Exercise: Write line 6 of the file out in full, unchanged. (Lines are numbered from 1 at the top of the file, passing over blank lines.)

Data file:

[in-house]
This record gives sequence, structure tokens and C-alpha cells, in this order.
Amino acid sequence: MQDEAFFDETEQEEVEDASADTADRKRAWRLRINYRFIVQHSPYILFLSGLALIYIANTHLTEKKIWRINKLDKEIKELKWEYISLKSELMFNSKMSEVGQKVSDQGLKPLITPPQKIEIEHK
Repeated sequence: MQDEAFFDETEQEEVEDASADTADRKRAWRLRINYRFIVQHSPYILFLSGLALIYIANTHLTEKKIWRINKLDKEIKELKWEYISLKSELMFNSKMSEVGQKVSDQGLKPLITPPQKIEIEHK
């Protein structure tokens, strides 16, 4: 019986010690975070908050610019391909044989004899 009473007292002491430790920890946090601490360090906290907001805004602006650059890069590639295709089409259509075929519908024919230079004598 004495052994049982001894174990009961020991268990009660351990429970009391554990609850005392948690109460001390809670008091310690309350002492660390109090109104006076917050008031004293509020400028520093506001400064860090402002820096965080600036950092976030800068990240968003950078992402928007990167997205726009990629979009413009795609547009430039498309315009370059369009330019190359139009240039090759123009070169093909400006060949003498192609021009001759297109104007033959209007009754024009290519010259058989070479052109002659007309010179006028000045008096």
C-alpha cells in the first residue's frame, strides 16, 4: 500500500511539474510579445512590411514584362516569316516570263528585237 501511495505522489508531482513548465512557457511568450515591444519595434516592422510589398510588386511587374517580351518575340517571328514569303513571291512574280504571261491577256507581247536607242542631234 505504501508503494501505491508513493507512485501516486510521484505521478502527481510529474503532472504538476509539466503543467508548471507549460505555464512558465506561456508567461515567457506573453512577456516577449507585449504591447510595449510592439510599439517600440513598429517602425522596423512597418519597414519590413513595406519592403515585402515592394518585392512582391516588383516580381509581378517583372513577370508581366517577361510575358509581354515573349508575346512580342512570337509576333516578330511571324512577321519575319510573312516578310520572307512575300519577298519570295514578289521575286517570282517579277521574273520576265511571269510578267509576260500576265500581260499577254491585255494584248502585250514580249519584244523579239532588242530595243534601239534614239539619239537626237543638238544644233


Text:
C-alpha cells in the first residue's frame, strides 16, 4: 500500500511539474510579445512590411514584362516569316516570263528585237 501511495505522489508531482513548465512557457511568450515591444519595434516592422510589398510588386511587374517580351518575340517571328514569303513571291512574280504571261491577256507581247536607242542631234 505504501508503494501505491508513493507512485501516486510521484505521478502527481510529474503532472504538476509539466503543467508548471507549460505555464512558465506561456508567461515567457506573453512577456516577449507585449504591447510595449510592439510599439517600440513598429517602425522596423512597418519597414519590413513595406519592403515585402515592394518585392512582391516588383516580381509581378517583372513577370508581366517577361510575358509581354515573349508575346512580342512570337509576333516578330511571324512577321519575319510573312516578310520572307512575300519577298519570295514578289521575286517570282517579277521574273520576265511571269510578267509576260500576265500581260499577254491585255494584248502585250514580249519584244523579239532588242530595243534601239534614239539619239537626237543638238544644233